military power," he says, you have a lethal combination. . . . Israel
can act with brutality, but the responsibility, the fault, lies
To define good Jewishness - or conversely, anti-Semitism - by
one's reaction to the Sharon government makes no more sense than to
define good Americanism by one's reaction to Bush. Sharon not only
blasphemously mocks the lessons supposedly learned from the Holocaust,
his policies represent a huge departure from the humanistic and
progressive politics that long characterized American Judaism. This
tradition, born in European socialism and blended with American
populism, helped mightily to form the social democracy our country
increasingly enjoyed during the 20th century.
I, in fact, grew up alnost believing that there were three
branches of Judiasm: Orthodox, Reform, and Liberal Democratic. And it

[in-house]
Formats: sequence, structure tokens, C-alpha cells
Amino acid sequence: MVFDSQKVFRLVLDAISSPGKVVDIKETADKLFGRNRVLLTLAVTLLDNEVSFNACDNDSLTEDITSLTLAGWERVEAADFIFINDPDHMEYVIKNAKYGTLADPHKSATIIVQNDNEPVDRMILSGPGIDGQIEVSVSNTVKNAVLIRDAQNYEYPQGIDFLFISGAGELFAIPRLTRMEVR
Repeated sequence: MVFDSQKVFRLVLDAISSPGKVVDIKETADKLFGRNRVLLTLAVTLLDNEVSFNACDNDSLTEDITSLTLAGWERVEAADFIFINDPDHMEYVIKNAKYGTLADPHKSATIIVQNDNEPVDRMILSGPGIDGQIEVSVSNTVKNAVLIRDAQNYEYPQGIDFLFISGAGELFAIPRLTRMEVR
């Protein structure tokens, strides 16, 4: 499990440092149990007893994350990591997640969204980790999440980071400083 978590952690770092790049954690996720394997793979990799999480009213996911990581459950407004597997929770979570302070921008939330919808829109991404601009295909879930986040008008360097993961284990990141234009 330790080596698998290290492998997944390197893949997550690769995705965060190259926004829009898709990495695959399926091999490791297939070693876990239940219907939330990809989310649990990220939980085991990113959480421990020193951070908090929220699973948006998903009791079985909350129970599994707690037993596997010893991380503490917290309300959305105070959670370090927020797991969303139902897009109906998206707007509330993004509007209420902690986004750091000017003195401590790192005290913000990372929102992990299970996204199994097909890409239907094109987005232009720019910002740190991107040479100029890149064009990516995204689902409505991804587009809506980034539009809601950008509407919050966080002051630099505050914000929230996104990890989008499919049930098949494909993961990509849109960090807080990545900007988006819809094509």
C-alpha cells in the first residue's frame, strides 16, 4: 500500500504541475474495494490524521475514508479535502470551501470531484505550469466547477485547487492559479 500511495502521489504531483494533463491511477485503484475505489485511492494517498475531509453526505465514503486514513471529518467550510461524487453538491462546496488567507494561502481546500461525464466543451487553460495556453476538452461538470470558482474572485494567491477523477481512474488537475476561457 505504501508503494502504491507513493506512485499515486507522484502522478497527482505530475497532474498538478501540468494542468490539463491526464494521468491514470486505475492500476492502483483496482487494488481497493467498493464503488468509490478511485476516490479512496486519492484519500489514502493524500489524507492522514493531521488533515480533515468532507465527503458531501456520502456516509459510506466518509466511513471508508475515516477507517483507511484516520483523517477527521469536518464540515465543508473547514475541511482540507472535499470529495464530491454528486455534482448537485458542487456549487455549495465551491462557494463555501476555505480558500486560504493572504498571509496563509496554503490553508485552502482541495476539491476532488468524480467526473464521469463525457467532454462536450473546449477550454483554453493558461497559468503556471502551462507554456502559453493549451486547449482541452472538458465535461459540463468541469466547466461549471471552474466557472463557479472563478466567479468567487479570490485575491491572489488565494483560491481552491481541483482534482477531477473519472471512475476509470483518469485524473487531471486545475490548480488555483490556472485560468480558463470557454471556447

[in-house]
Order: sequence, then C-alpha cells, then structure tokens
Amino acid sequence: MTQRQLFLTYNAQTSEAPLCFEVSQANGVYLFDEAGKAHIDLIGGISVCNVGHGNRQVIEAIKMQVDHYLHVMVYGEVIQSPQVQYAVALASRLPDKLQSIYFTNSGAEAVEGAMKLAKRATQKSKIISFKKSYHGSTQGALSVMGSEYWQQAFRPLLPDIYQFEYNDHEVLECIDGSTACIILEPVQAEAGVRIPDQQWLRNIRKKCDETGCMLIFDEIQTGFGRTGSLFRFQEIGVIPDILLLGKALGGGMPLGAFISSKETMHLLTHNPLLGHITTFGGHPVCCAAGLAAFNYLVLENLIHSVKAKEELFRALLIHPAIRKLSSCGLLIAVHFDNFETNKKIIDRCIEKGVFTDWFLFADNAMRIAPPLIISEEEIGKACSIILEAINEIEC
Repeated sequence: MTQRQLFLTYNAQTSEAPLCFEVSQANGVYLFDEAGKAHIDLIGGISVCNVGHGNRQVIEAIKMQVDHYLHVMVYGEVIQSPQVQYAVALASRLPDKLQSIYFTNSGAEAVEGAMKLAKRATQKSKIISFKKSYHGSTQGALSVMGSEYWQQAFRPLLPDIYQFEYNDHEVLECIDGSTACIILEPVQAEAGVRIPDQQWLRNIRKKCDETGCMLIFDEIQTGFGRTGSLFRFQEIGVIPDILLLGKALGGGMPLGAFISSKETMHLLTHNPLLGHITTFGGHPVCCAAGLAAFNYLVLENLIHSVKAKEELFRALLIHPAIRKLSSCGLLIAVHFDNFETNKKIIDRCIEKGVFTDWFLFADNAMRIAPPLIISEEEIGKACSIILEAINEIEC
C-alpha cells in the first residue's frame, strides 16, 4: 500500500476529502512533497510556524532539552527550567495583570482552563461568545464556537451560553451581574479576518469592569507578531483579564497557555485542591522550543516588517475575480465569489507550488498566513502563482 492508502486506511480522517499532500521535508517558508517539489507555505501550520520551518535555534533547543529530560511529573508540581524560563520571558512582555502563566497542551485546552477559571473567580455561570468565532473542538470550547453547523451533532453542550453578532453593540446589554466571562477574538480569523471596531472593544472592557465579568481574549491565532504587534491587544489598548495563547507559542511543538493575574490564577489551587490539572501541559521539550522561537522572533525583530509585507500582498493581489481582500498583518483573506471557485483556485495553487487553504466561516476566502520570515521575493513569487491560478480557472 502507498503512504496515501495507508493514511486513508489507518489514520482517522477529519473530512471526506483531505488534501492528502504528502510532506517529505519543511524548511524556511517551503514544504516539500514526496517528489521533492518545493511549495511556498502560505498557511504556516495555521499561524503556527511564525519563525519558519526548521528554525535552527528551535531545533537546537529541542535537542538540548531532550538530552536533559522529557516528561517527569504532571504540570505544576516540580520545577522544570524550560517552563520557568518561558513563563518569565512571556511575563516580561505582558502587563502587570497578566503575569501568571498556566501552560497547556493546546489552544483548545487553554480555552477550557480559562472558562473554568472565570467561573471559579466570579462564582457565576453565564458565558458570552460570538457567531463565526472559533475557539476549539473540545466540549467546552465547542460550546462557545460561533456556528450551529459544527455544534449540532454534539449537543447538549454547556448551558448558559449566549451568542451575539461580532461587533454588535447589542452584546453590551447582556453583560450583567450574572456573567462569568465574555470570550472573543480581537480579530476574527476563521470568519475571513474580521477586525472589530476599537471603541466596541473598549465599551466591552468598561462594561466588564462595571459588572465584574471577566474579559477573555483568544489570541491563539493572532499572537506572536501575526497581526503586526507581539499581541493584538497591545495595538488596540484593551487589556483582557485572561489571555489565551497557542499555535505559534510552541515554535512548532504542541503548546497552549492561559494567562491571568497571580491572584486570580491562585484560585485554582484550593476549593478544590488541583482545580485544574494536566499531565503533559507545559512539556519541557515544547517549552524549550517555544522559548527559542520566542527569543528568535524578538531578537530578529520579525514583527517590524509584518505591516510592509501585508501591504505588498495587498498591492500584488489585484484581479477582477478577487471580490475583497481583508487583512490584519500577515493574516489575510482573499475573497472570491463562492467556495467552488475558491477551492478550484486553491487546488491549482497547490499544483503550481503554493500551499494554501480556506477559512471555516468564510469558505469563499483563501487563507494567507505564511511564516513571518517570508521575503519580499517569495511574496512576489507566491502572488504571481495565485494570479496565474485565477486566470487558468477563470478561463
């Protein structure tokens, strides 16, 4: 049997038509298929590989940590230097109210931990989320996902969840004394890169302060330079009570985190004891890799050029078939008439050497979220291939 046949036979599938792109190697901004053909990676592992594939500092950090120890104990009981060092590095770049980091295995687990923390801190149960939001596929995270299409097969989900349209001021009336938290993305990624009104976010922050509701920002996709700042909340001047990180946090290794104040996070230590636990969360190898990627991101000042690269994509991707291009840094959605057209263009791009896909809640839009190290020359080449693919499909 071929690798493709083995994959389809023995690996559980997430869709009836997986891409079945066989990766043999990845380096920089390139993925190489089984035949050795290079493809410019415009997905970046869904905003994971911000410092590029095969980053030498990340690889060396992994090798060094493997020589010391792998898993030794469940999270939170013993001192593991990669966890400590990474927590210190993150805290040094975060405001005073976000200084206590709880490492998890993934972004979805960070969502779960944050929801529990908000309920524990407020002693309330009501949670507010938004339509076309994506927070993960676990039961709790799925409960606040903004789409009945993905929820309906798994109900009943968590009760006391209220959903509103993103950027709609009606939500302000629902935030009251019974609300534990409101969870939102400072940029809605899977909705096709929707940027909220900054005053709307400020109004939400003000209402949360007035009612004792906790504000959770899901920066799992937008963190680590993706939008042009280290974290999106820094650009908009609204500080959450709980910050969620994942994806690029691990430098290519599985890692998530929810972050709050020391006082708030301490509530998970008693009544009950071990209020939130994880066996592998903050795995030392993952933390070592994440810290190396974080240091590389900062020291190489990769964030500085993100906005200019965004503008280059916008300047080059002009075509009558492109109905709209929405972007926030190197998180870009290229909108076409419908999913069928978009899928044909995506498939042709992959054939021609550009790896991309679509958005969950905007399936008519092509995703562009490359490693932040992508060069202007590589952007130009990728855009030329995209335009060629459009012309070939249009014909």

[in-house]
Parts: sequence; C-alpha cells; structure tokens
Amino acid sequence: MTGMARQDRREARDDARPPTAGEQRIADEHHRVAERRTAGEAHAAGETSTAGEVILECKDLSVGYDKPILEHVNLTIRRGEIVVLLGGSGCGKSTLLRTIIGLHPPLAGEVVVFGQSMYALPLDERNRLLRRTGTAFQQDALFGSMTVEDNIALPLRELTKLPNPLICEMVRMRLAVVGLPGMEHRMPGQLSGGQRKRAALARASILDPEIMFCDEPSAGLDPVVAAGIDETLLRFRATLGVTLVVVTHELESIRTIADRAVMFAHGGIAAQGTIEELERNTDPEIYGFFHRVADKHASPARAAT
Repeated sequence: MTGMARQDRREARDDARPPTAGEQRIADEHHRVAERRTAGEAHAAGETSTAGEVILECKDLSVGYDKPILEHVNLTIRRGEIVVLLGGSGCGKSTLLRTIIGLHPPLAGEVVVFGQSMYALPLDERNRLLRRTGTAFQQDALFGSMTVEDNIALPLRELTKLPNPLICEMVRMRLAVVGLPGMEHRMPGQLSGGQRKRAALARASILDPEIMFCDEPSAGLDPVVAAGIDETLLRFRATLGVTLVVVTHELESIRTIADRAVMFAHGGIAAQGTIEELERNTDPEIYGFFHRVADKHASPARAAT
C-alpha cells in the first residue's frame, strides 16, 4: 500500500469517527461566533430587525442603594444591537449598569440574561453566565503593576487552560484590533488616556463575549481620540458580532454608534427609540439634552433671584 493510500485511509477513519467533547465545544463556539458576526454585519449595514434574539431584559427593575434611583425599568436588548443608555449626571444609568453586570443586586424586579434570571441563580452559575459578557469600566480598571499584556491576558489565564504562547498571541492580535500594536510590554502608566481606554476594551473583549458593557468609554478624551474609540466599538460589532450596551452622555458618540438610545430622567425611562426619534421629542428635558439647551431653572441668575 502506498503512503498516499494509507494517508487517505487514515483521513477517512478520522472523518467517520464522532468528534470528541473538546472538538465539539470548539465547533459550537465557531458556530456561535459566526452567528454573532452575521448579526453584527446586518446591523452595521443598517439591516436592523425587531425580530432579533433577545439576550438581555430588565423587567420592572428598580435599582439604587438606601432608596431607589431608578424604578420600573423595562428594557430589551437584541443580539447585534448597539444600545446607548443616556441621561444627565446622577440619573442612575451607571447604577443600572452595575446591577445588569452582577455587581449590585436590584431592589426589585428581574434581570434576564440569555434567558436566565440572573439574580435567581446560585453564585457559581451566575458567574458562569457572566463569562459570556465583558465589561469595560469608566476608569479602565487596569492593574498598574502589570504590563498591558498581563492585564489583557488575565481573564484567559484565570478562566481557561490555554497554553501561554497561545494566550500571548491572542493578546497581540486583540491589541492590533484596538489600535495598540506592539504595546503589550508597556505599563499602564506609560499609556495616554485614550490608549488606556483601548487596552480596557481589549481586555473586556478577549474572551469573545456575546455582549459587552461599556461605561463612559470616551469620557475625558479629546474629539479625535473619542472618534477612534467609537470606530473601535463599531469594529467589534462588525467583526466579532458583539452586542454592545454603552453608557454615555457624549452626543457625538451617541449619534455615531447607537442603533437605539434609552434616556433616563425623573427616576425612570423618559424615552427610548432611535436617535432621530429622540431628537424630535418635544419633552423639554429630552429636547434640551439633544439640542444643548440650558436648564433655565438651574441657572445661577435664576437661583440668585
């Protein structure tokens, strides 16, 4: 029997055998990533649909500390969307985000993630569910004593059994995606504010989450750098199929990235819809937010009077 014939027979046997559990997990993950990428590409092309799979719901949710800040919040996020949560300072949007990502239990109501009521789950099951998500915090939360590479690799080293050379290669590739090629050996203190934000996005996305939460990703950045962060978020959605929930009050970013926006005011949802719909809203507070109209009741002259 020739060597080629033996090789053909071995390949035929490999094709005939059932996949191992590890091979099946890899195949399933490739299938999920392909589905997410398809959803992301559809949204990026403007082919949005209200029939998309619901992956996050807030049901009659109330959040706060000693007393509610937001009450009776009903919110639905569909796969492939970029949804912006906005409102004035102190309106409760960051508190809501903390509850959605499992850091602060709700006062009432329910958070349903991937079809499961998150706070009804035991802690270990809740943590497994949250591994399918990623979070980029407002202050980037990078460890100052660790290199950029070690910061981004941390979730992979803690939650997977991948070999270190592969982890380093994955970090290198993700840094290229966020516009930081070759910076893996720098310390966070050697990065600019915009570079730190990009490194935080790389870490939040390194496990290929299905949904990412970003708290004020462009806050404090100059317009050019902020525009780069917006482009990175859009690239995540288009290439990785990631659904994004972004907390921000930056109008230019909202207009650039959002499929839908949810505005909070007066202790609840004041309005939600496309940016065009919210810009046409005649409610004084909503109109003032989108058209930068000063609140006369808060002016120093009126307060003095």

often seemed that the last was the most powerful. In fact, you couldn't
be an urban progressive of my age without becoming part Jewish.
But history doesn't stop, and just as greater America moved
sharply right after 1980s, so did this country's Jewish politics. It
wasn't alone. Feminism forgot lower class women, labor forgot its own
members, the biggest thing the Congressional Black Caucus did anymore
was an annual dinner, the environmental movement became embedded in the
Washington bureaucracy, and white liberals in general looked the other
way as our civil liberties disintegrated.
To sweep this problem under the bed, to fail to discuss the
disaster that pro-Israeli politics have become for fear of being called
anti-Semitic is both cowardly and dangerous. At a time when the
Washington Post is urging its readers to stock up on several days' food
and buy gas masks because of the possible consequences of the
internationally criminal policies it so vigorously supports, we no
longer have time or tolerance for such cynical games. If you want to die
for your own faith, fine, but you have no right to take the rest of the